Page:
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EPA Chief Vows to ´De-Diesel´ Air

November 4, 2004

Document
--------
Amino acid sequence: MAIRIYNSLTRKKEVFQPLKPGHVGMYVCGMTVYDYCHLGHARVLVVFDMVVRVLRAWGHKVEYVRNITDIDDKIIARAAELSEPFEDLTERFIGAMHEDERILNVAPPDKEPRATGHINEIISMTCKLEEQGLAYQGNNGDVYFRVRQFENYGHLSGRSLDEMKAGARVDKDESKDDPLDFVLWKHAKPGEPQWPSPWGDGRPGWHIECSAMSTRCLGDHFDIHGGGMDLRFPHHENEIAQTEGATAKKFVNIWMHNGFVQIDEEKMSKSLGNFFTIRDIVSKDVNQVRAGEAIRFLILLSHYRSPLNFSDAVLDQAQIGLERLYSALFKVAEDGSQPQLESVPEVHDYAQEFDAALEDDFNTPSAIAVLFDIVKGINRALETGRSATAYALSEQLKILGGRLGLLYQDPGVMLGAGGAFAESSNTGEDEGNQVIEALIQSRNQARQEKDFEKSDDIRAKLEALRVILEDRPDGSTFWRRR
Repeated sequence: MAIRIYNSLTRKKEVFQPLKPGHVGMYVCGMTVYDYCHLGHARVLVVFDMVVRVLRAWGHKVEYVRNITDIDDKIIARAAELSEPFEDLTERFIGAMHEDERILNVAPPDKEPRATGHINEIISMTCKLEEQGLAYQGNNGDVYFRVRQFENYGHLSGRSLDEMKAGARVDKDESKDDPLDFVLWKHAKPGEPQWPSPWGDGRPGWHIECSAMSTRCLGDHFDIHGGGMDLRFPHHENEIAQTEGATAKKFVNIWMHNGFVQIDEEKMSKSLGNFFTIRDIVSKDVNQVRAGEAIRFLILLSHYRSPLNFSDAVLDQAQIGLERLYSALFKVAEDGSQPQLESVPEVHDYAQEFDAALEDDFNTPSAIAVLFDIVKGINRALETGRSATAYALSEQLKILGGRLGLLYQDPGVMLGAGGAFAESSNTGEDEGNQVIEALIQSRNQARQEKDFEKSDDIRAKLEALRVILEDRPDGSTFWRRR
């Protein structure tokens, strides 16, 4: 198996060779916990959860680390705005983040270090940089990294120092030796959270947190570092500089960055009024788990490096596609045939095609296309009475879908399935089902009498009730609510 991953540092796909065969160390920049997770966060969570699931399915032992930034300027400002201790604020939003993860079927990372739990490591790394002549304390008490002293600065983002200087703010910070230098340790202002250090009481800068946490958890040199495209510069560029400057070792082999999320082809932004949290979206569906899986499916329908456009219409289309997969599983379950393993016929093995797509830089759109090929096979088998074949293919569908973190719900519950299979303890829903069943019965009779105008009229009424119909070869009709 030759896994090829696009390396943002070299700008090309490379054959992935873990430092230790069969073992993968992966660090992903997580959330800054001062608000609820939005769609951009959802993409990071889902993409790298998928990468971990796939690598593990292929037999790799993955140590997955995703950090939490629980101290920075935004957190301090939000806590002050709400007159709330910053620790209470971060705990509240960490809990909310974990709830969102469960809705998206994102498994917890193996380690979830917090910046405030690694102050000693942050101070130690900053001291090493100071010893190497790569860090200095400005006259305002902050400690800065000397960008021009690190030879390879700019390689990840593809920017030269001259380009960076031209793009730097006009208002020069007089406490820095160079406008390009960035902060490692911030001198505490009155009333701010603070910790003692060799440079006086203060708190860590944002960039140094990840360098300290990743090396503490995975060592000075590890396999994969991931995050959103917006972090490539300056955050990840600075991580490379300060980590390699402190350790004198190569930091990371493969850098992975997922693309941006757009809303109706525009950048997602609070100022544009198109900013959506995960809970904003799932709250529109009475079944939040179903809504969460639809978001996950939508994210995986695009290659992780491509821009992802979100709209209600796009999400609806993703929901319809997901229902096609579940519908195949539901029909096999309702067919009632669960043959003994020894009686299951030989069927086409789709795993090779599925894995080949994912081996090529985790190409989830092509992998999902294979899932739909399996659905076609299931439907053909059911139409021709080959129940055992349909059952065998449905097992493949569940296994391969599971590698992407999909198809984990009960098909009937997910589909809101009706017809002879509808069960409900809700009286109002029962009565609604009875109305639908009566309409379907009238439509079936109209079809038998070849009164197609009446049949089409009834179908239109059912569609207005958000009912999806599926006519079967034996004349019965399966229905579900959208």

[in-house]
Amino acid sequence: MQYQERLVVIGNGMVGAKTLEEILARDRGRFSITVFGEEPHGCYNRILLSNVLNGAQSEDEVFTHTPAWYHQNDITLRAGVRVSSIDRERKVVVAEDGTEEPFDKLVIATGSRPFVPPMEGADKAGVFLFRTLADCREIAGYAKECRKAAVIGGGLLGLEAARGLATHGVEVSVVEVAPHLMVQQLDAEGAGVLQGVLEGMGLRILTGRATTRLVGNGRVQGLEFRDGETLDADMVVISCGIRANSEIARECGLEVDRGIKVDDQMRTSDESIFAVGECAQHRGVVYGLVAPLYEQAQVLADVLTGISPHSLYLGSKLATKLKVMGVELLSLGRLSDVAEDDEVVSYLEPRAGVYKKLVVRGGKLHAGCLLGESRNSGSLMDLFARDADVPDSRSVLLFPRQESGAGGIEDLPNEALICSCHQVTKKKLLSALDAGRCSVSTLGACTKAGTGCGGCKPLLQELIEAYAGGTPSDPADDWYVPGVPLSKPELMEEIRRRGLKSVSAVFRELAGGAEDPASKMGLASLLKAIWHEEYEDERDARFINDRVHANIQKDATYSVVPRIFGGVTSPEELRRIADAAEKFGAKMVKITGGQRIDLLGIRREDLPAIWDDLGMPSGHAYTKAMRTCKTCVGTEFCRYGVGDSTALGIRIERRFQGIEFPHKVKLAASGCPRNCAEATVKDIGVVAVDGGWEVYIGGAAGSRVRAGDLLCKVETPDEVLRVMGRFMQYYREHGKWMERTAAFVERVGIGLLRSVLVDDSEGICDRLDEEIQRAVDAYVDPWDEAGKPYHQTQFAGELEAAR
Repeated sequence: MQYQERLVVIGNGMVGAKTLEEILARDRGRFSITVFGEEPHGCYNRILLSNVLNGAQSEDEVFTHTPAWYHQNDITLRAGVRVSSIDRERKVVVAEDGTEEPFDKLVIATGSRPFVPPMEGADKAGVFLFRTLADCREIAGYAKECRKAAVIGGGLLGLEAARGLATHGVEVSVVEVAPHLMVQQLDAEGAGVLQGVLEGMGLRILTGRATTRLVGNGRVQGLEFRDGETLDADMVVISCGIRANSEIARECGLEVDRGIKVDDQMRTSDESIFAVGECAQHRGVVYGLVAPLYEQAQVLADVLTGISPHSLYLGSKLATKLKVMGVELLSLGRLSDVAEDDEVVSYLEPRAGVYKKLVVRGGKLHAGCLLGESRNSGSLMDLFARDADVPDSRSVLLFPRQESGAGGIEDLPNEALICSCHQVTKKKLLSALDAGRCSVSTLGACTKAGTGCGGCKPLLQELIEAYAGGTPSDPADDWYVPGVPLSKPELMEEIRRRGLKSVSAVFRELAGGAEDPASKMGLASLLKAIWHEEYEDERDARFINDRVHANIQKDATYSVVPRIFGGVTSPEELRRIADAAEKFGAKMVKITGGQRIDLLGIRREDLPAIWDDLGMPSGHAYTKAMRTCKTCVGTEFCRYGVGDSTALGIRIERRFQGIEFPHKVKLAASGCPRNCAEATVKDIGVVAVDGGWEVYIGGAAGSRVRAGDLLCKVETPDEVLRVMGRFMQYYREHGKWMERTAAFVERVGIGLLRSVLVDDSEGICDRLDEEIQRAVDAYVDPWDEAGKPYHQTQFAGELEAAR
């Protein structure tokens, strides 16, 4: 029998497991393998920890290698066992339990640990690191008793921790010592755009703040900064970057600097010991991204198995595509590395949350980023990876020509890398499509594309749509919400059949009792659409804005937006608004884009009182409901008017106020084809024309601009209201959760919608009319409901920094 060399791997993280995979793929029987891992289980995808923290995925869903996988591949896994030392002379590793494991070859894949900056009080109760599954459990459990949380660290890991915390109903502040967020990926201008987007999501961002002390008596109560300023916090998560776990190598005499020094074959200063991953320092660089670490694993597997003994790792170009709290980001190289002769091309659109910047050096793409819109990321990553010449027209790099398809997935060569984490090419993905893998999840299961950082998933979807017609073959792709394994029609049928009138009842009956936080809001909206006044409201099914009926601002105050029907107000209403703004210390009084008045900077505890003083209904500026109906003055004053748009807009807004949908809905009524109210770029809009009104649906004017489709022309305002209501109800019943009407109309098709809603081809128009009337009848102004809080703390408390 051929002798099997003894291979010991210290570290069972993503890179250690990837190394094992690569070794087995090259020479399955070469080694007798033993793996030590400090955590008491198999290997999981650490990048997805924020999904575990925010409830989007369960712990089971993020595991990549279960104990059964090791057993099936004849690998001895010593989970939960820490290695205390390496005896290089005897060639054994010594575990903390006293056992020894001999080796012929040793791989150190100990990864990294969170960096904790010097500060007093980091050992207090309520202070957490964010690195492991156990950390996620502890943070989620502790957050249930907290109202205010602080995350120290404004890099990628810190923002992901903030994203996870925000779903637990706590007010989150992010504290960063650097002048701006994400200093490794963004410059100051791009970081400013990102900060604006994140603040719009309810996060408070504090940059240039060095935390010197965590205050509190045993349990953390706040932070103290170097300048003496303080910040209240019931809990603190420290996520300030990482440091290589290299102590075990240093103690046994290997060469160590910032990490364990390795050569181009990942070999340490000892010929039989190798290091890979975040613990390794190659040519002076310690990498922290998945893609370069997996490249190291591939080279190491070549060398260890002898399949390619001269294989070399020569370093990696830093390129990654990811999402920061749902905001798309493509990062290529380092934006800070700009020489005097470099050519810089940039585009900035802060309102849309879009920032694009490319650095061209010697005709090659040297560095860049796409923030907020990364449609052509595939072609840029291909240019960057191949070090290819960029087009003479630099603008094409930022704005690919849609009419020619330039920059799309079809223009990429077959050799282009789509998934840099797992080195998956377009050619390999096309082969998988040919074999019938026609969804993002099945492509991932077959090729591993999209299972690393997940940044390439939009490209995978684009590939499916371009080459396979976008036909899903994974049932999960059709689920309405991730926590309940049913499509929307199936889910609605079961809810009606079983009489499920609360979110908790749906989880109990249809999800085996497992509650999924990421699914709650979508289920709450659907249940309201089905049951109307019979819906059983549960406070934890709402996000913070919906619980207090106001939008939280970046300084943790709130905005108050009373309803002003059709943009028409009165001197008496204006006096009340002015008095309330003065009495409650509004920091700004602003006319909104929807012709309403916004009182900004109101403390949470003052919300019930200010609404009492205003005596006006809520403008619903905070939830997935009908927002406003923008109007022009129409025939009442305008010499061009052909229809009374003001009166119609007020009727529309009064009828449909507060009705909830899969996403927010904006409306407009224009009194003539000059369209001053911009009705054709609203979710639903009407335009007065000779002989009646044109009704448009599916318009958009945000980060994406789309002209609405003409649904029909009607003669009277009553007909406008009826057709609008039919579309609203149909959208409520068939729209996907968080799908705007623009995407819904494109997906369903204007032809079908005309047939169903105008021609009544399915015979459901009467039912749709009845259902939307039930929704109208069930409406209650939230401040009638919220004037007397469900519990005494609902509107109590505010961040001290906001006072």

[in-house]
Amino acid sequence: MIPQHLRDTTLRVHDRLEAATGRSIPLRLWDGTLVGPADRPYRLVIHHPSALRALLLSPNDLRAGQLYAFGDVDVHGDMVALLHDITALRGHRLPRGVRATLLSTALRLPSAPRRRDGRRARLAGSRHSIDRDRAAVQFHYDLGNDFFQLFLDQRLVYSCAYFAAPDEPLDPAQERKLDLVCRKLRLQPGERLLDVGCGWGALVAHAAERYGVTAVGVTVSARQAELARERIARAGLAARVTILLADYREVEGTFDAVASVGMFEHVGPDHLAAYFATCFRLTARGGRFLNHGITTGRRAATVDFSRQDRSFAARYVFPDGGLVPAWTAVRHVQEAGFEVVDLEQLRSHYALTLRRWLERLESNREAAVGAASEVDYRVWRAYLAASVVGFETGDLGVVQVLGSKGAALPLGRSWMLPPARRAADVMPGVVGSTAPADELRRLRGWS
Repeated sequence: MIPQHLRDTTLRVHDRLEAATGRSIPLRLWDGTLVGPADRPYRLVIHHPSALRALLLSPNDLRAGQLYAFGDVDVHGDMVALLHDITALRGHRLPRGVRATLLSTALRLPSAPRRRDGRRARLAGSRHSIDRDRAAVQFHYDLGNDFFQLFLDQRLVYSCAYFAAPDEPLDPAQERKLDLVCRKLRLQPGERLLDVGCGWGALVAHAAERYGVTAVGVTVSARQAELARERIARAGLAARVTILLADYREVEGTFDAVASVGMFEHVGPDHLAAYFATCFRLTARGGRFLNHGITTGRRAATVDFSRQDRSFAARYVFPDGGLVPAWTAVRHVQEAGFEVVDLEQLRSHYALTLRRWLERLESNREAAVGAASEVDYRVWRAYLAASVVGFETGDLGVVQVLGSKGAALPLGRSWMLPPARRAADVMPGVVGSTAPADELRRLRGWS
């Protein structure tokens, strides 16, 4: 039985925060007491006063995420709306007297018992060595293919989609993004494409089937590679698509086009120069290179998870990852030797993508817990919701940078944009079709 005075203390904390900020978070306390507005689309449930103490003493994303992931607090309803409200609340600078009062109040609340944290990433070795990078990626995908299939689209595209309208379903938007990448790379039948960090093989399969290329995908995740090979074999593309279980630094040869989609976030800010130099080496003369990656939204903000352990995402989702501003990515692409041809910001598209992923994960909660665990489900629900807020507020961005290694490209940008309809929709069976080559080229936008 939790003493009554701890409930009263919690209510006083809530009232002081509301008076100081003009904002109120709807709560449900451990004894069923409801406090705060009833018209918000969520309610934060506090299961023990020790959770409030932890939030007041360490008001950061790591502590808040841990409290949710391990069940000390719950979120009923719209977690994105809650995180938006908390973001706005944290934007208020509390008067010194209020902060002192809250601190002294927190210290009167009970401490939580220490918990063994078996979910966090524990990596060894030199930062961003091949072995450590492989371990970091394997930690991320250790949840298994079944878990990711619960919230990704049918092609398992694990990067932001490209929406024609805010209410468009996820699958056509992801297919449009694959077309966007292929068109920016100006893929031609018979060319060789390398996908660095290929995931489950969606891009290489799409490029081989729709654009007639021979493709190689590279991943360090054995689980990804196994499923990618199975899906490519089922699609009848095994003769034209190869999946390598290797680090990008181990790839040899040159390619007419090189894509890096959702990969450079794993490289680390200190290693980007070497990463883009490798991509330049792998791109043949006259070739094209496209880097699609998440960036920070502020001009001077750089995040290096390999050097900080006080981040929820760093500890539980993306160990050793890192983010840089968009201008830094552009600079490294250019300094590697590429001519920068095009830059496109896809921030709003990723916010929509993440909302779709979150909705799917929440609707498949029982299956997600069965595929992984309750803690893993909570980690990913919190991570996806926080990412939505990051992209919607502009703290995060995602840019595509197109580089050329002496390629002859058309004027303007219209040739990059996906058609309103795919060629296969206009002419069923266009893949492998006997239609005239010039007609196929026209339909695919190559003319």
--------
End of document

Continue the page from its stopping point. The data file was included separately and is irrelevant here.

PHOENIX -- Diesel smoke is about to go the way of the rumble seat, the nation´s top environmental officer told a Phoenix audience Oct. 27, according to the Arizona Republic newspaper. “Within a decade, we will rarely ever see that black puff of diesel smoke,” Mike Leavitt, administrator of the U.S. Environmental Protection Agency, said at a clean-air awards ceremony. That means cleaner air and fewer health problems from diesel emissions, both in Phoenix and nationally. Leavitt was a high-profile and last-minute addition to the Clean Air Campaign´s annual awards bash, at which local companies are recognized for efforts to reduce driving. He touted the non-road diesel rule, which he signed in April, as paving the way for a phase out over the next decade of the obnoxious smoke and smell created by diesel engines used in locomotives, boats, and construction equipment. The reforms follow diesel clean-up regulations started under the Clinton administration, and supported by the Bush administration, to reduce the sulfur content in diesel fuel. The improvements will begin in 2007 and play out over the next decade, Leavitt said. Leavitt lauded the collaborative work done by local groups to cut urban air pollution, such as the carpool, vanpool, transit, and telework options. “Clean air is a national success story,” he told the audience of Phoenix-area employers and government officials. "The air is cleaner today than it was a year ago." But the local Sierra Club issued a news release giving Leavitt a “Smoggy” award for Bush administration policies that the club believes roll back progress on air quality. “Carpools will not be enough to clean up industrial haze at the Grand Canyon, reduce mercury in the air, or reduce the brown clouds over Phoenix and Tucson,” Sierra Club representative Rob Smith stated in a news release. The Sierra Club and other environmental groups have been critical of a Bush initiative that would scrap existing Clean Air Act rules on power plants and replace them with a rule that administration officials say will lead power plants to cut their overall emissions by 70 percent. But Leavitt said that rule, called the Clean-Air Interstate Rule, is a collaborative solution that will do more to cut power-plant emissions than suing power plants one at a time for failing to meet existing laws. He said he intends to sign that rule later this year.
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